NATIONAL BUREAU OF ECONOMIC RESEARCH
NATIONAL BUREAU OF ECONOMIC RESEARCH
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Immigrant Networking and Collaboration: Survey Evidence from CIC

Sari Pekkala Kerr, William R. Kerr

NBER Working Paper No. 25509
Issued in January 2019
NBER Program(s):Labor Studies, Productivity, Innovation, and Entrepreneurship

Networking and the giving and receiving of advice outside of one's own firm are important features of entrepreneurship and innovation. We study how immigrants and natives utilize the potential networking opportunities provided by CIC, formerly known as the Cambridge Innovation Center. CIC is widely considered the center of the Boston entrepreneurial ecosystem. We surveyed 1,334 people working at CIC in three locations spread across the Boston area and CIC's first expansion facility in St. Louis, MO. Survey responses show that immigrants value networking capabilities in CIC more than natives, and the networks developed by immigrants at CIC tend to be larger. Immigrants report substantially greater rates of giving and receiving advice than natives for six surveyed factors: business operations, venture financing, technology, suppliers, people to recruit, and customers. The structure and composition of CIC floors has only a modest influence on these immigrant versus native differences.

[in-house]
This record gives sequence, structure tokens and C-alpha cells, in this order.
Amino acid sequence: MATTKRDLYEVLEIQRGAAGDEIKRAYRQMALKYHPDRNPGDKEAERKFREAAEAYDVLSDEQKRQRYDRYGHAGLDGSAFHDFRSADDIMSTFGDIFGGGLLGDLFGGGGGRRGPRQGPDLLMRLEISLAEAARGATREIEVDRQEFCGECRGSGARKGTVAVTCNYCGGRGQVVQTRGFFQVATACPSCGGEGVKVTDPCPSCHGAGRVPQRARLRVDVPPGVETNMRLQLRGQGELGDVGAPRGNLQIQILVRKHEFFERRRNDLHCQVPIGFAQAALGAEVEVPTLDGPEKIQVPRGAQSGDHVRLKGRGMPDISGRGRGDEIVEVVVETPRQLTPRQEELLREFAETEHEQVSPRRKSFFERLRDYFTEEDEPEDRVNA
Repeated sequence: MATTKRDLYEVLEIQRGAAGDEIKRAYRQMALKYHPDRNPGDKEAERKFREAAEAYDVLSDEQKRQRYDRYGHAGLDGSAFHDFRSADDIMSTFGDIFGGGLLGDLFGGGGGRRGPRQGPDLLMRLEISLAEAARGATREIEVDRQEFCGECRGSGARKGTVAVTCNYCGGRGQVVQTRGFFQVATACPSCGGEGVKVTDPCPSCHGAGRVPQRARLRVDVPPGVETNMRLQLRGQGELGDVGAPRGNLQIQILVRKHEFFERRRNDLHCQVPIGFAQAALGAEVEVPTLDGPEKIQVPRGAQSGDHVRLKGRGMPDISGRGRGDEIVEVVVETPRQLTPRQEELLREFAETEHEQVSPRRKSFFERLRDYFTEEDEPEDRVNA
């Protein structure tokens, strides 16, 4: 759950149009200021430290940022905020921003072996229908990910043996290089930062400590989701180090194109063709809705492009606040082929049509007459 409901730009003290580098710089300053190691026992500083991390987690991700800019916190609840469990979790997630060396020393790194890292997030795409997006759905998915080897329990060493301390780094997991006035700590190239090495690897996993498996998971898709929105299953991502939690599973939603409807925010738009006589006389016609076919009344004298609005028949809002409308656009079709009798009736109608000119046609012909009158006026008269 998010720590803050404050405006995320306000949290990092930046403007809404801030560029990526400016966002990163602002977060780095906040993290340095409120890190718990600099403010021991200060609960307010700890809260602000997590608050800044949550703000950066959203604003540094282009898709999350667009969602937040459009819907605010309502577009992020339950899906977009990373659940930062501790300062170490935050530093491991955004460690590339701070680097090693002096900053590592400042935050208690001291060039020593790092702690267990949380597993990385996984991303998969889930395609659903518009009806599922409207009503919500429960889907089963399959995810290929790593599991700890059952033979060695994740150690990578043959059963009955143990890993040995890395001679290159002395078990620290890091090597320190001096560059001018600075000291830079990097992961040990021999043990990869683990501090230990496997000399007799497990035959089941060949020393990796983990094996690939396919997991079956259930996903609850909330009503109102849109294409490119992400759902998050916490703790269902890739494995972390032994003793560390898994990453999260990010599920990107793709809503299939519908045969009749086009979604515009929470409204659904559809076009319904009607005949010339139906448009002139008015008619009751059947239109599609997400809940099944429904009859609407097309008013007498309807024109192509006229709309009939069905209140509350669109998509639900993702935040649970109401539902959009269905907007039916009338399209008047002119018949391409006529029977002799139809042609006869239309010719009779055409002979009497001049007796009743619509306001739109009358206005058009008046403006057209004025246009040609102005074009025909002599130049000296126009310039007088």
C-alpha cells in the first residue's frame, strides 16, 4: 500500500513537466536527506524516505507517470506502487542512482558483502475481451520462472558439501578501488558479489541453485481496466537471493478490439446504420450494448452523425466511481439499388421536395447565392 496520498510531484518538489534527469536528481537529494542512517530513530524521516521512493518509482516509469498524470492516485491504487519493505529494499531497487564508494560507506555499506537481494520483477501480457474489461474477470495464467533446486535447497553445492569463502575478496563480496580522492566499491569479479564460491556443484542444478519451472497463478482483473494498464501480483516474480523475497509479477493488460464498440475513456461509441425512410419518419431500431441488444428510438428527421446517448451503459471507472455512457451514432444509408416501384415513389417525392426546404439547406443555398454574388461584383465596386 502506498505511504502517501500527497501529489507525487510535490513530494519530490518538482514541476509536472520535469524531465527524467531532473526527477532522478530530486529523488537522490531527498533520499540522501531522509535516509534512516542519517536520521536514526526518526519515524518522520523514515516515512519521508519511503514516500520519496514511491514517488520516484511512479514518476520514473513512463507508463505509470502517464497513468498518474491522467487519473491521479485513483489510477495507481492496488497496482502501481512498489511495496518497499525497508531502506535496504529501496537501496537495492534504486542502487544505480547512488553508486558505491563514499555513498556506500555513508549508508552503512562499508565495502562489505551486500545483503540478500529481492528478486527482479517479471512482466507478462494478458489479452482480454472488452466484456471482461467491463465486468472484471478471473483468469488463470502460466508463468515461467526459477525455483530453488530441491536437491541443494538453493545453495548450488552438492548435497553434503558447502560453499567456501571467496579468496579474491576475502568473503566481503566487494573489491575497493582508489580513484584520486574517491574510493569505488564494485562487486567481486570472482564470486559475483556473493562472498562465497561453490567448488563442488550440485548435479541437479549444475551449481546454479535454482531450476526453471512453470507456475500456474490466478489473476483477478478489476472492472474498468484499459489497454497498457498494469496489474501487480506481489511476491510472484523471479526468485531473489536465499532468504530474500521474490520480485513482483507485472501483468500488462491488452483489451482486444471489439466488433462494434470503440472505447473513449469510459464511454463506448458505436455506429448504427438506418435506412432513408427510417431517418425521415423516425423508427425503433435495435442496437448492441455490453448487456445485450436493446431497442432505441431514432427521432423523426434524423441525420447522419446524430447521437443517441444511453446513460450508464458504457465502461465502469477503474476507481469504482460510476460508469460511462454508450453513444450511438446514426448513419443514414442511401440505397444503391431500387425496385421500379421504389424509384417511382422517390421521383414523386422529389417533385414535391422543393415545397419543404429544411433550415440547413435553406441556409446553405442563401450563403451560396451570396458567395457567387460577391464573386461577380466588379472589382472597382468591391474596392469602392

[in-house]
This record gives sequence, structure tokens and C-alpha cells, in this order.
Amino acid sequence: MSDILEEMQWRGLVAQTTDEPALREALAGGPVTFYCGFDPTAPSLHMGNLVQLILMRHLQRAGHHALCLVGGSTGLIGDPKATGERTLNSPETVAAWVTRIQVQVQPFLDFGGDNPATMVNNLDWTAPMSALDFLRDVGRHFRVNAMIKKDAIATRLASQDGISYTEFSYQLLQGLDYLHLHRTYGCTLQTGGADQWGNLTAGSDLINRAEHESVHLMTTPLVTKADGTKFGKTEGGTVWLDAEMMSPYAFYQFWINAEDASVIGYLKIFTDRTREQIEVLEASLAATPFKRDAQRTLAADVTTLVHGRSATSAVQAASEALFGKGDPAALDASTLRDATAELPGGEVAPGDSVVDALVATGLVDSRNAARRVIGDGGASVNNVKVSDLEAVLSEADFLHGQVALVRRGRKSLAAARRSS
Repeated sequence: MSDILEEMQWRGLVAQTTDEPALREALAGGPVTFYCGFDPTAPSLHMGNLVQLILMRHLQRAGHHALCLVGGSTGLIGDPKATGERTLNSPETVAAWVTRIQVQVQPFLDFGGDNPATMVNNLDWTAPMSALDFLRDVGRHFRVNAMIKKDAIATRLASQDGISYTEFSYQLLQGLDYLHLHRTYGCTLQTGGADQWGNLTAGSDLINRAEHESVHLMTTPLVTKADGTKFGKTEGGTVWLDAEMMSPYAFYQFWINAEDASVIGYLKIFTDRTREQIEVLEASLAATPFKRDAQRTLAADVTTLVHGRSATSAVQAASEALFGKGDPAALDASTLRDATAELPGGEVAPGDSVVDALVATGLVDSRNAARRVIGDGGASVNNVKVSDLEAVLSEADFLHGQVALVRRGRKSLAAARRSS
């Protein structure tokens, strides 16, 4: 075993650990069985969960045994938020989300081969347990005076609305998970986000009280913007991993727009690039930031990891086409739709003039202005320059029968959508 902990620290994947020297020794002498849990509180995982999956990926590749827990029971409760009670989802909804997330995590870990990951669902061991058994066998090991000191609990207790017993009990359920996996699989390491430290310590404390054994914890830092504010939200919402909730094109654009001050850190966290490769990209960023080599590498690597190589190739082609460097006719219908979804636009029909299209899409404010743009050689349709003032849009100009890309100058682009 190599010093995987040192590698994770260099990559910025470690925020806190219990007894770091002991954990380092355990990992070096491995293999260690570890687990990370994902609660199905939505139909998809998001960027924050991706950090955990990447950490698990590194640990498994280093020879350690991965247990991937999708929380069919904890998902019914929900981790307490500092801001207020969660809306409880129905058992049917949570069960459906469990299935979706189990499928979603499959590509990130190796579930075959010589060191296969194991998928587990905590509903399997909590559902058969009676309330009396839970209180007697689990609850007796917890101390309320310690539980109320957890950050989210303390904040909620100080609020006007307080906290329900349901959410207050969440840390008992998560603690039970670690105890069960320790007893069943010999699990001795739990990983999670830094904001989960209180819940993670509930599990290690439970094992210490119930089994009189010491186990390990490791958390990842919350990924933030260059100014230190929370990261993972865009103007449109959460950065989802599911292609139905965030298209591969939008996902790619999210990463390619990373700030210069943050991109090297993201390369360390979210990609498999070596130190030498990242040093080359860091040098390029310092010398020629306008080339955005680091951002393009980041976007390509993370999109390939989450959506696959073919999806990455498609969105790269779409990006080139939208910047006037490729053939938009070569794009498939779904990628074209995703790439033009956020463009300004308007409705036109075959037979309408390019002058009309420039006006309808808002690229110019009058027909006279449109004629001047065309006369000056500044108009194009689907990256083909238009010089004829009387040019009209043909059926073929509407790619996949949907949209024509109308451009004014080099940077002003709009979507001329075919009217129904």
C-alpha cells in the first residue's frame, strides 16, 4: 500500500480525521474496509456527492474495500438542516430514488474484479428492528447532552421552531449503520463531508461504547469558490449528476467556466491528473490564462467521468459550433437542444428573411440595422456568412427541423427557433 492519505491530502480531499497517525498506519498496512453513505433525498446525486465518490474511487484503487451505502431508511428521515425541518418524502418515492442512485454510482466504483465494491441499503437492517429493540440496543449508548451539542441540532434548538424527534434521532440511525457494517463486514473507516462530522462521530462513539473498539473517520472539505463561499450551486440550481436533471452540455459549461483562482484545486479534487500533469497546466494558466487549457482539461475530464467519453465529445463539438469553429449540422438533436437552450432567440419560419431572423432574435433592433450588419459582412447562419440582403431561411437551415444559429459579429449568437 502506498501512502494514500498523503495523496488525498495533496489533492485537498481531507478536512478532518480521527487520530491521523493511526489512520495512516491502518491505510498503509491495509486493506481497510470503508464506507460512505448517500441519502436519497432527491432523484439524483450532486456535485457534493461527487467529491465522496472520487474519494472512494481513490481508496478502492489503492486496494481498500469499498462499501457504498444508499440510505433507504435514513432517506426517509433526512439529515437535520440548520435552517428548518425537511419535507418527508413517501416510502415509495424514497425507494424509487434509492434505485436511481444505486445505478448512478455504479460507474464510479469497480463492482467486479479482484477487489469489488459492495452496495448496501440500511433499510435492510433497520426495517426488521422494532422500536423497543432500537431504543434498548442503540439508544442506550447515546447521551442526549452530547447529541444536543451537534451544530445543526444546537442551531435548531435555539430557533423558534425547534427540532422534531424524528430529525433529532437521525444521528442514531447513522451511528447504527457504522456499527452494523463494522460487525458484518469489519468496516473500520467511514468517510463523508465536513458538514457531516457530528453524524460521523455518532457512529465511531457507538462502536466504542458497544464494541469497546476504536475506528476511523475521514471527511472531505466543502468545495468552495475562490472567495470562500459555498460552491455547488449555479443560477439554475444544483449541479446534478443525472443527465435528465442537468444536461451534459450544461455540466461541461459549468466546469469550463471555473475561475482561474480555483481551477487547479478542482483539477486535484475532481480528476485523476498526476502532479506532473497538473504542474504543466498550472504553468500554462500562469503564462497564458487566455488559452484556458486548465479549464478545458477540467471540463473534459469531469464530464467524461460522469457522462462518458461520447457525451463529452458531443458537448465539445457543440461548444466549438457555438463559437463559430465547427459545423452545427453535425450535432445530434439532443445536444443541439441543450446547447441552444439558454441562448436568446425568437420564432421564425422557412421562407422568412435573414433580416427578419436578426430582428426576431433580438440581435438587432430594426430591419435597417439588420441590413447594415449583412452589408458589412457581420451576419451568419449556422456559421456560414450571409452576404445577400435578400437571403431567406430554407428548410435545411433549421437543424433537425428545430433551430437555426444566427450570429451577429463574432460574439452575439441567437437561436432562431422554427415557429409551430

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Document Object Identifier (DOI): 10.3386/w25509

Published: Immigrant Networking and Collaboration: Survey Evidence from CIC, Sari Pekkala Kerr, William R. Kerr. in The Roles of Immigrants and Foreign Students in US Science, Innovation, and Entrepreneurship, Ganguli, Kahn, and MacGarvie. 2020

 
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